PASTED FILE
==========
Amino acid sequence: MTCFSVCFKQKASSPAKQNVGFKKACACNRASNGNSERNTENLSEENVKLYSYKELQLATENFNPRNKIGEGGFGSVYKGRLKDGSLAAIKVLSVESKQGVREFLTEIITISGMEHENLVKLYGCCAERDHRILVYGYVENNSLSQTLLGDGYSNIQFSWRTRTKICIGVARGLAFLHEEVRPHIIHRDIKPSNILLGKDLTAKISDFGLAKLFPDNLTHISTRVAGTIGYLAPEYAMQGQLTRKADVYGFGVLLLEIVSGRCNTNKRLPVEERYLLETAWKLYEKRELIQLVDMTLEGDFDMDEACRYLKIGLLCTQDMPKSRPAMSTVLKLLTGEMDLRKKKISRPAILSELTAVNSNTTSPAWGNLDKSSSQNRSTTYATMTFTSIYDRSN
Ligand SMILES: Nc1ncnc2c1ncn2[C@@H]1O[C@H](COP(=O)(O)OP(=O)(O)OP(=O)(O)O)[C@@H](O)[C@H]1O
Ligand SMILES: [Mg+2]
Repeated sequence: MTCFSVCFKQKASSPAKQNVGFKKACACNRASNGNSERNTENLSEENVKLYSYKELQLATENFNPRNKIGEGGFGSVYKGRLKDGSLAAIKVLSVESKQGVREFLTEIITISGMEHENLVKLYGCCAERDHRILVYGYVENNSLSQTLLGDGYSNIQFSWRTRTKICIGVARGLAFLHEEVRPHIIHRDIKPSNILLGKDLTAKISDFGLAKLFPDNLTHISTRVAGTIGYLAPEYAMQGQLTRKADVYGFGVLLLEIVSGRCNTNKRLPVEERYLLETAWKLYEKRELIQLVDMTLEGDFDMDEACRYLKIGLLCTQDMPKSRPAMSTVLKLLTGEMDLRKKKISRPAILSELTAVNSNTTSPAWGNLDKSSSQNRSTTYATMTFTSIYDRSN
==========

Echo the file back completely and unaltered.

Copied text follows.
Amino acid sequence: MTCFSVCFKQKASSPAKQNVGFKKACACNRASNGNSERNTENLSEENVKLYSYKELQLATENFNPRNKIGEGGFGSVYKGRLKDGSLAAIKVLSVESKQGVREFLTEIITISGMEHENLVKLYGCCAERDHRILVYGYVENNSLSQTLLGDGYSNIQFSWRTRTKICIGVARGLAFLHEEVRPHIIHRDIKPSNILLGKDLTAKISDFGLAKLFPDNLTHISTRVAGTIGYLAPEYAMQGQLTRKADVYGFGVLLLEIVSGRCNTNKRLPVEERYLLETAWKLYEKRELIQLVDMTLEGDFDMDEACRYLKIGLLCTQDMPKSRPAMSTVLKLLTGEMDLRKKKISRPAILSELTAVNSNTTSPAWGNLDKSSSQNRSTTYATMTFTSIYDRSN
Ligand SMILES: Nc1ncnc2c1ncn2[C@@H]1O[C@H](COP(=O)(O)OP(=O)(O)OP(=O)(O)O)[C@@H](O)[C@H]1O
Ligand SMILES: [Mg+2]
Repeated sequence: MTCFSVCFKQKASSPAKQNVGFKKACACNRASNGNSERNTENLSEENVKLYSYKELQLATENFNPRNKIGEGGFGSVYKGRLKDGSLAAIKVLSVESKQGVREFLTEIITISGMEHENLVKLYGCCAERDHRILVYGYVENNSLSQTLLGDGYSNIQFSWRTRTKICIGVARGLAFLHEEVRPHIIHRDIKPSNILLGKDLTAKISDFGLAKLFPDNLTHISTRVAGTIGYLAPEYAMQGQLTRKADVYGFGVLLLEIVSGRCNTNKRLPVEERYLLETAWKLYEKRELIQLVDMTLEGDFDMDEACRYLKIGLLCTQDMPKSRPAMSTVLKLLTGEMDLRKKKISRPAILSELTAVNSNTTSPAWGNLDKSSSQNRSTTYATMTFTSIYDRSN